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Technical Guide


Site Structure


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Site Structure

Organizing Content

The development of a Web site requires much attention to the organization of information. As with most large Web sites, the content of a provincial/territorial heritage site should be organized in a hierarchical manner, from general to specific. "Heritage" is a broad topic and will likely result in a very broad and deep site.

Begin by dividing the content into "chunks". At the top, or entry level of site, attempt to divide the content into six to ten broad threads (topics, sections or themes). As you continue to divide and organize the contents of these main threads, you will find the site becoming broader and progressively more content specific as the threads progress to lower levels.

Visualizing the Structure

To help define and organize the site contents as part of the planning process, it is a good idea to develop a hierarchical flow diagram of the site. For every page, these diagrams illustrate the contents of that page and the available links to secondary documents. For very broad and deep sites, it may be necessary to develop a separate diagram for each of the main threads or topics. Such a hierarchical flow diagram can become the basis of a site map and table of contents used to help users understand the organization of information. Figure 1 is a hierarchical flow diagram illustrating the entry or top level of the Newfoundland and Labrador Heritage Web site. Figure 2 is a hierarchical flow diagram of the "Society" thread for the site. The flow diagram can also be used to help define what directory structures and file naming conventions can be used to organize the many HTML, image and other media files that will be used to create the site.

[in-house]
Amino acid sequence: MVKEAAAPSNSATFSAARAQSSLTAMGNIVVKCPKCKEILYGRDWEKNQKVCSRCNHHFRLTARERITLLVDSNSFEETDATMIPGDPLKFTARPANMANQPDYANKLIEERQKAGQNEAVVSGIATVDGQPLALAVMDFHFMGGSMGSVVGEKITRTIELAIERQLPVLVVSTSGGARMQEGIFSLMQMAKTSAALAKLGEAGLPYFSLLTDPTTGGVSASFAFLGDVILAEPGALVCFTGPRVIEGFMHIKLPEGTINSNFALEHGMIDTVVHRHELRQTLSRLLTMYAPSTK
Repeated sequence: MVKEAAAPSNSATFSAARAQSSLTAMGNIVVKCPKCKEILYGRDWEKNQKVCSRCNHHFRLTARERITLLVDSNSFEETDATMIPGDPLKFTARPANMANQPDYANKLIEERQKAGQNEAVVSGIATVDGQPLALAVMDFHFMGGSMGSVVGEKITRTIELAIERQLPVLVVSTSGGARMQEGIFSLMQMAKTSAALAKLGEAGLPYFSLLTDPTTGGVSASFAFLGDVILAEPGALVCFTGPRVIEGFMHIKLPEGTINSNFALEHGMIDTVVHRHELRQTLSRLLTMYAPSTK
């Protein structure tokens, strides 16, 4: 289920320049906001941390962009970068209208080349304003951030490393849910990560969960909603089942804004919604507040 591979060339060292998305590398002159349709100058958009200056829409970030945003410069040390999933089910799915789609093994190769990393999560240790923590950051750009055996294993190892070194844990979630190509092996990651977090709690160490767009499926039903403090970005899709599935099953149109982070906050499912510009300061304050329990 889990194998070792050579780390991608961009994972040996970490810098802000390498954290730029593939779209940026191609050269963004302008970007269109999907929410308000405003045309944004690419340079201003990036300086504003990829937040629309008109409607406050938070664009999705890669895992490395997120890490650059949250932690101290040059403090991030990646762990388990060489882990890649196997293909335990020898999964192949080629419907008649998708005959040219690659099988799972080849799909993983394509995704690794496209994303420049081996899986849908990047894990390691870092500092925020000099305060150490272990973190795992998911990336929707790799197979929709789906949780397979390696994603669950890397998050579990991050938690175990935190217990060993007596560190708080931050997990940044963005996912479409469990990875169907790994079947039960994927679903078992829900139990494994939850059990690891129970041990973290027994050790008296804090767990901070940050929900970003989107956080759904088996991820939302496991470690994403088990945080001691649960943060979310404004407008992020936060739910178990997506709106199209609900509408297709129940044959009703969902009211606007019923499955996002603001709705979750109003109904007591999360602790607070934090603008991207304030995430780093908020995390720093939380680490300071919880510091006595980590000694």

Figure 1: Entry Level, Newfoundland and Labrador Heritage Web Site

Figure 2: Economy—Society Thread, Newfoundland and Labrador Heritage Web Site

Figure 3: Directory Structure and File Naming, Newfoundland and Labrador Heritage Web Site

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